Sunday, July 20, 2014


 ♪ Music we're cooking to ♪

Much has been written, said, rumored, about Iran - about Persians.  By Persians and non-Persians alike.  Some true - some pure fiction - some thoughtful - some ignorant - some just plain uninformed.  But the one Persian quality that can be wholeheartedly agreed upon by everyone across time and borders is the generosity and excellence of Persian Hospitality.  It's legendary.  (Check out Anthony Bourdain's FB posts about his recent trip to Iran)  If you've ever been invited to a Persian home you know what I'm talking about.

It can't be helped; it's in our blood.  For better or for worse.

Act One
You are eight years old.  As directed you climb up on a stool to reach deep into the very back, dark crevices of the kitchen cabinet to fetch extra tea cups.  Clear ones of course, so the deep sunset hue of the tea can be collectively admired by all.  Perched on top of the kitchen counter - delicately handling the jingle-jangle of the cups - you watch your mother conduct a symphonic feast.  She frets about not having enough food prepared.  Your eyes dart back and forth from the Aash, to the 3 different kinds of Koresh, the Rice, the overflowing tray of Sabzi Khordan, and the Baghali Ghatogh.  Your brother marches through with all the confidence and pride of his assigned role - Spear Carrier #1.  He diligently gets to work placing tender, fragrant meat on very sharp and very long metal skewers.  Out of the corner of your eye you spy your father on the balcony fanning the burning coals with a piece of cardboard, with the command and authority of a general.  It is all a well-rehearsed and well-orchestrated operetta.  A typical Saturday night.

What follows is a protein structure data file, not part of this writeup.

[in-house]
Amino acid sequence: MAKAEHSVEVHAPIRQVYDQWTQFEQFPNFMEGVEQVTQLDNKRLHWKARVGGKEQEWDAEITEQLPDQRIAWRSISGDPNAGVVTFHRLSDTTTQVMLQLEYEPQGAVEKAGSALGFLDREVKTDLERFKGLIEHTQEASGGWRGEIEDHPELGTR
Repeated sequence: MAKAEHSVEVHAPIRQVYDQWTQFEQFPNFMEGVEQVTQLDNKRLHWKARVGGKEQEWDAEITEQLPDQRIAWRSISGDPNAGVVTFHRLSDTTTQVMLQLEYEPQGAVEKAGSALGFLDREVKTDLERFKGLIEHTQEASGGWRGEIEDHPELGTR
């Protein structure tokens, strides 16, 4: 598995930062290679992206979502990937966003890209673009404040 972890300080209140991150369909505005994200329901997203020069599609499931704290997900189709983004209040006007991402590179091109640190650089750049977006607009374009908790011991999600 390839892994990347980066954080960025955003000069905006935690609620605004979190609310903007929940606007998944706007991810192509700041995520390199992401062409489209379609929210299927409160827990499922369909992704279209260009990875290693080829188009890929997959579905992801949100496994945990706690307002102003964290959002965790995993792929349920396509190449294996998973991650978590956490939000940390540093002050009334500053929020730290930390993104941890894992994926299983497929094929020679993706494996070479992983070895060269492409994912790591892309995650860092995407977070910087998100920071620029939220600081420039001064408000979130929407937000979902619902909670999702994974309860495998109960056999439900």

Act Two